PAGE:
Strauss-Kahn: Chirac preferred socialists to Sarkozy

A cable from Paris dated May 19, 2006, about one year before the election of French President Nicolas Sarkozy, details a conversation between then-leading Socialist Party presidential candidate, now-International Monetary Fund chief Dominique Strauss-Kahn ("DSK" for short), and Craig Stapleton, the U.S. ambassador at the time. According to Strauss-Kahn, outgoing President Jacques Chirac had confided ...

By , a former associate editor at Foreign Policy.
561172_sarko_12.jpg
561172_sarko_12.jpg

A cable from Paris dated May 19, 2006, about one year before the election of French President Nicolas Sarkozy, details a conversation between then-leading Socialist Party presidential candidate, now-International Monetary Fund chief Dominique Strauss-Kahn ("DSK" for short), and Craig Stapleton, the U.S. ambassador at the time. According to Strauss-Kahn, outgoing President Jacques Chirac had confided a profound dislike for Sarkozy, and worried that he could face charges if his interior minister were elected. From the cable:

DSK also judged that Sarkozy had positioned himself

so far to the right that he would have difficulty moving back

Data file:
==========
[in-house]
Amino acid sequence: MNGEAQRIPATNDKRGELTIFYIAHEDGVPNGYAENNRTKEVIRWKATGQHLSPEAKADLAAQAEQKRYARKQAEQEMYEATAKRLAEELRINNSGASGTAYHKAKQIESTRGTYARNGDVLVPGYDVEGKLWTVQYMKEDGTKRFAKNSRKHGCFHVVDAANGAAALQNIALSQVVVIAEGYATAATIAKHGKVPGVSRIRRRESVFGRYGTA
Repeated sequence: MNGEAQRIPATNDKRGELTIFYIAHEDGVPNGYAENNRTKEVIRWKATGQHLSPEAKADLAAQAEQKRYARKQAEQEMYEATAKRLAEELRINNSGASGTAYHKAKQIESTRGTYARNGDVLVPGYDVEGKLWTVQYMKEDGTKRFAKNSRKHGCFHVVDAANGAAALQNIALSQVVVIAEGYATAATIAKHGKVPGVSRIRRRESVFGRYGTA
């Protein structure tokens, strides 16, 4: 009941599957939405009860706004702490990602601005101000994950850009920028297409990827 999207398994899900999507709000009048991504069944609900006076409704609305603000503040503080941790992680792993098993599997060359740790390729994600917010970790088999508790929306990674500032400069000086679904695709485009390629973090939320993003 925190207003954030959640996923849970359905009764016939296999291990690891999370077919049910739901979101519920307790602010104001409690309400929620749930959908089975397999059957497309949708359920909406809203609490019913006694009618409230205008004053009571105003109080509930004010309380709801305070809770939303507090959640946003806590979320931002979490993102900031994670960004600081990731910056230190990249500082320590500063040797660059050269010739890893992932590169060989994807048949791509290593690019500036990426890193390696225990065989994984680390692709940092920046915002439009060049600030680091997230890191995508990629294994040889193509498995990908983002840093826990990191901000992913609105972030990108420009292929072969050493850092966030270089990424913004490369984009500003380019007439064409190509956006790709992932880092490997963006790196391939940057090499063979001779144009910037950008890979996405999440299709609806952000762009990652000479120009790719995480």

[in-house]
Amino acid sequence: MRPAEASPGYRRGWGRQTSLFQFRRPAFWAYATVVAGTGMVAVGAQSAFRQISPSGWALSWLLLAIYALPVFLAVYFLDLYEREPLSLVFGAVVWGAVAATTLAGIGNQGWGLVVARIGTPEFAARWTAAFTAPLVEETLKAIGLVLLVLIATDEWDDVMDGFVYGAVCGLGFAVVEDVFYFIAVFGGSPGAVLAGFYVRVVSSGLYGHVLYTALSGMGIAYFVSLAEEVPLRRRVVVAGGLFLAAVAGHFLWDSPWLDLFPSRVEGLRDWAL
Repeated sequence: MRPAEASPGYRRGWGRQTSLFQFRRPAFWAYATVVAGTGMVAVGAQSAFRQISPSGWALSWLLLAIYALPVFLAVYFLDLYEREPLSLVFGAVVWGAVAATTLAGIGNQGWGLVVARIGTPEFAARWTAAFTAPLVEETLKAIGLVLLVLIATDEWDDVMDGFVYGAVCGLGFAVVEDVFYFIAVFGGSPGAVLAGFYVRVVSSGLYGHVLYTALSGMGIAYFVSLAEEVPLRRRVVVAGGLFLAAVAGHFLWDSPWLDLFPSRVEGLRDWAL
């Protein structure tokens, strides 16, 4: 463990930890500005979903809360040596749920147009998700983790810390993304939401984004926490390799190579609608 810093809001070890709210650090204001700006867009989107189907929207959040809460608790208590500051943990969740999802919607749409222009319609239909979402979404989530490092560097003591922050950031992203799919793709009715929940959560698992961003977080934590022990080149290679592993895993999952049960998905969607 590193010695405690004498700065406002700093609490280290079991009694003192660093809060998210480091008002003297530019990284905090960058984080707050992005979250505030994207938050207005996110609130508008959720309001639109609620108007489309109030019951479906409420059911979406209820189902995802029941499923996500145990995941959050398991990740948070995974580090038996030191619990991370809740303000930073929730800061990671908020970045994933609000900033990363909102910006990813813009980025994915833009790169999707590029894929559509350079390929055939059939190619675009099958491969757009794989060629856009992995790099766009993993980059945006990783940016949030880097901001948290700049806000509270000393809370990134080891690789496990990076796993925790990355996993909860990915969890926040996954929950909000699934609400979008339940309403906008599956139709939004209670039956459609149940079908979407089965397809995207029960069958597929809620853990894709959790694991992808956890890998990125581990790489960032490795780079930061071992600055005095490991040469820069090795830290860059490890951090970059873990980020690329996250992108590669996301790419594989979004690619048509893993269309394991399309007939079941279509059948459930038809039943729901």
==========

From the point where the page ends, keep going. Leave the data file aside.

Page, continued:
A cable from Paris dated May 19, 2006, about one year before the election of French President Nicolas Sarkozy, details a conversation between then-leading Socialist Party presidential candidate, now-International Monetary Fund chief Dominique Strauss-Kahn ("DSK" for short), and Craig Stapleton, the U.S. ambassador at the time. According to Strauss-Kahn, outgoing President Jacques Chirac had confided a profound dislike for Sarkozy, and worried that he could face charges if his interior minister were elected. From the cable:

DSK also judged that Sarkozy had positioned himself

so far to the right that he would have difficulty moving back

to the center. He claimed there was a large number of Chirac

supporters who would not vote for Sarkozy as president. DSK

vigorously affirmed that Chirac was "an objective ally" who

would prefer a victory of the left to having Sarkozy succeed

him for a number of reasons: he did not deem Sarkozy a

"worthy" successor (just as Mitterrand had favored Chirac

over Jospin); he was a "radical-socialist" (in the French

sense) at heart in any case, in contrast to Sarkozy, the free

market "liberal." Chirac also feared Sarkozy was more likely

than the left to pursue him in the courts for past scandals

in which he was implicated.

Chirac’s concerns proved to be well-founded.

DSK eventually lost the Socialist Party nomination fight to Ségolène Royal. Both are now considered candidates for the 2012 election.

Joshua Keating was an associate editor at Foreign Policy. Twitter: @joshuakeating

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